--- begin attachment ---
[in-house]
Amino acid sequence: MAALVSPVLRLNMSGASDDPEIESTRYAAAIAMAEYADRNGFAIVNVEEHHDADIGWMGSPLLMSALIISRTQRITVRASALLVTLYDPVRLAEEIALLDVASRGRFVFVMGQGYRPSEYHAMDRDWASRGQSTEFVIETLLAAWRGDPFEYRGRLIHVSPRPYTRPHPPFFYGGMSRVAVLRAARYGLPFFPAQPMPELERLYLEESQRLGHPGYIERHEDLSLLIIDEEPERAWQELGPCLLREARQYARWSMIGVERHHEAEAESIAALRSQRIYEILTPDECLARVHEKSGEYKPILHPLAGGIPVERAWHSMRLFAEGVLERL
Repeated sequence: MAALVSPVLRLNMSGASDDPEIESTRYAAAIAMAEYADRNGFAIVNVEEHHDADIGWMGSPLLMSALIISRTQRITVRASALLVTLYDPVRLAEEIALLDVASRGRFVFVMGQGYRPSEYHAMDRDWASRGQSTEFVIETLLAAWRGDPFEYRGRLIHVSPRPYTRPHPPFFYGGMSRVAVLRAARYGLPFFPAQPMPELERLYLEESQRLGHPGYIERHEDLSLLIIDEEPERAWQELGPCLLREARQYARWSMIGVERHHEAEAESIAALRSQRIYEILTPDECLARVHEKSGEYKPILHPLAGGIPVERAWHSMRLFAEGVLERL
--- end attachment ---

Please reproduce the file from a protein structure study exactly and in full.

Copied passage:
[in-house]
Amino acid sequence: MAALVSPVLRLNMSGASDDPEIESTRYAAAIAMAEYADRNGFAIVNVEEHHDADIGWMGSPLLMSALIISRTQRITVRASALLVTLYDPVRLAEEIALLDVASRGRFVFVMGQGYRPSEYHAMDRDWASRGQSTEFVIETLLAAWRGDPFEYRGRLIHVSPRPYTRPHPPFFYGGMSRVAVLRAARYGLPFFPAQPMPELERLYLEESQRLGHPGYIERHEDLSLLIIDEEPERAWQELGPCLLREARQYARWSMIGVERHHEAEAESIAALRSQRIYEILTPDECLARVHEKSGEYKPILHPLAGGIPVERAWHSMRLFAEGVLERL
Repeated sequence: MAALVSPVLRLNMSGASDDPEIESTRYAAAIAMAEYADRNGFAIVNVEEHHDADIGWMGSPLLMSALIISRTQRITVRASALLVTLYDPVRLAEEIALLDVASRGRFVFVMGQGYRPSEYHAMDRDWASRGQSTEFVIETLLAAWRGDPFEYRGRLIHVSPRPYTRPHPPFFYGGMSRVAVLRAARYGLPFFPAQPMPELERLYLEESQRLGHPGYIERHEDLSLLIIDEEPERAWQELGPCLLREARQYARWSMIGVERHHEAEAESIAALRSQRIYEILTPDECLARVHEKSGEYKPILHPLAGGIPVERAWHSMRLFAEGVLERL